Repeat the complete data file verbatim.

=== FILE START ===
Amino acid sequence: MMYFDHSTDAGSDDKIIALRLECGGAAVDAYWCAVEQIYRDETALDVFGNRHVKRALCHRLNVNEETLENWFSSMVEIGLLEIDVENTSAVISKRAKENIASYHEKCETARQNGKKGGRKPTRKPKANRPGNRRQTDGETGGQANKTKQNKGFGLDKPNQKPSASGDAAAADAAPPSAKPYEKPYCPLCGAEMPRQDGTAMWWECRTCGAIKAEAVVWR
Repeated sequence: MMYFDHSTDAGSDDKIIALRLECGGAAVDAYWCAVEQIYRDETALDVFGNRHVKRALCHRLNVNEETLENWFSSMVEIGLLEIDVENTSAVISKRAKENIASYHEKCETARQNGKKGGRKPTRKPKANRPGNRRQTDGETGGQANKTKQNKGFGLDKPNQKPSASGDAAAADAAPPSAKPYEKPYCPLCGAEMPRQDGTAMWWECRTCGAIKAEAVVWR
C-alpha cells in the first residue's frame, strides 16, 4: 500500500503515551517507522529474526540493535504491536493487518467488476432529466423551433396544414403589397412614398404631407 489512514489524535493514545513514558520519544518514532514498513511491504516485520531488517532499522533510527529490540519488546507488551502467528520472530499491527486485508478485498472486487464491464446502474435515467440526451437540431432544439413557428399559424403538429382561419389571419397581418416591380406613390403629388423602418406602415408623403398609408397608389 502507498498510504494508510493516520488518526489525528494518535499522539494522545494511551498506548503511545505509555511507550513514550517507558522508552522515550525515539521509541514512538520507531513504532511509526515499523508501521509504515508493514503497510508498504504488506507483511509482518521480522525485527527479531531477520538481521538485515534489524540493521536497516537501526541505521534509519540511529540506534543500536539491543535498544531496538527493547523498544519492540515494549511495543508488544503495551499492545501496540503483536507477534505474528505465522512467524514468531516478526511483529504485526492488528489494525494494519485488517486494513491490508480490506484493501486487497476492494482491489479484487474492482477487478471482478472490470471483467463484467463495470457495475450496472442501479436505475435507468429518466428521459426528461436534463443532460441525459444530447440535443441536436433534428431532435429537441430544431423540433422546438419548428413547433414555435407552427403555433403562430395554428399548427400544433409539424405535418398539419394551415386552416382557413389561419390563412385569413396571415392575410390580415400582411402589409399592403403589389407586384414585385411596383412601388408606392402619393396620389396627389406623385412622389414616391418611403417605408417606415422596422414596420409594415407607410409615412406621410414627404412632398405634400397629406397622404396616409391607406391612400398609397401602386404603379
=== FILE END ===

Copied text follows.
Amino acid sequence: MMYFDHSTDAGSDDKIIALRLECGGAAVDAYWCAVEQIYRDETALDVFGNRHVKRALCHRLNVNEETLENWFSSMVEIGLLEIDVENTSAVISKRAKENIASYHEKCETARQNGKKGGRKPTRKPKANRPGNRRQTDGETGGQANKTKQNKGFGLDKPNQKPSASGDAAAADAAPPSAKPYEKPYCPLCGAEMPRQDGTAMWWECRTCGAIKAEAVVWR
Repeated sequence: MMYFDHSTDAGSDDKIIALRLECGGAAVDAYWCAVEQIYRDETALDVFGNRHVKRALCHRLNVNEETLENWFSSMVEIGLLEIDVENTSAVISKRAKENIASYHEKCETARQNGKKGGRKPTRKPKANRPGNRRQTDGETGGQANKTKQNKGFGLDKPNQKPSASGDAAAADAAPPSAKPYEKPYCPLCGAEMPRQDGTAMWWECRTCGAIKAEAVVWR
C-alpha cells in the first residue's frame, strides 16, 4: 500500500503515551517507522529474526540493535504491536493487518467488476432529466423551433396544414403589397412614398404631407 489512514489524535493514545513514558520519544518514532514498513511491504516485520531488517532499522533510527529490540519488546507488551502467528520472530499491527486485508478485498472486487464491464446502474435515467440526451437540431432544439413557428399559424403538429382561419389571419397581418416591380406613390403629388423602418406602415408623403398609408397608389 502507498498510504494508510493516520488518526489525528494518535499522539494522545494511551498506548503511545505509555511507550513514550517507558522508552522515550525515539521509541514512538520507531513504532511509526515499523508501521509504515508493514503497510508498504504488506507483511509482518521480522525485527527479531531477520538481521538485515534489524540493521536497516537501526541505521534509519540511529540506534543500536539491543535498544531496538527493547523498544519492540515494549511495543508488544503495551499492545501496540503483536507477534505474528505465522512467524514468531516478526511483529504485526492488528489494525494494519485488517486494513491490508480490506484493501486487497476492494482491489479484487474492482477487478471482478472490470471483467463484467463495470457495475450496472442501479436505475435507468429518466428521459426528461436534463443532460441525459444530447440535443441536436433534428431532435429537441430544431423540433422546438419548428413547433414555435407552427403555433403562430395554428399548427400544433409539424405535418398539419394551415386552416382557413389561419390563412385569413396571415392575410390580415400582411402589409399592403403589389407586384414585385411596383412601388408606392402619393396620389396627389406623385412622389414616391418611403417605408417606415422596422414596420409594415407607410409615412406621410414627404412632398405634400397629406397622404396616409391607406391612400398609397401602386404603379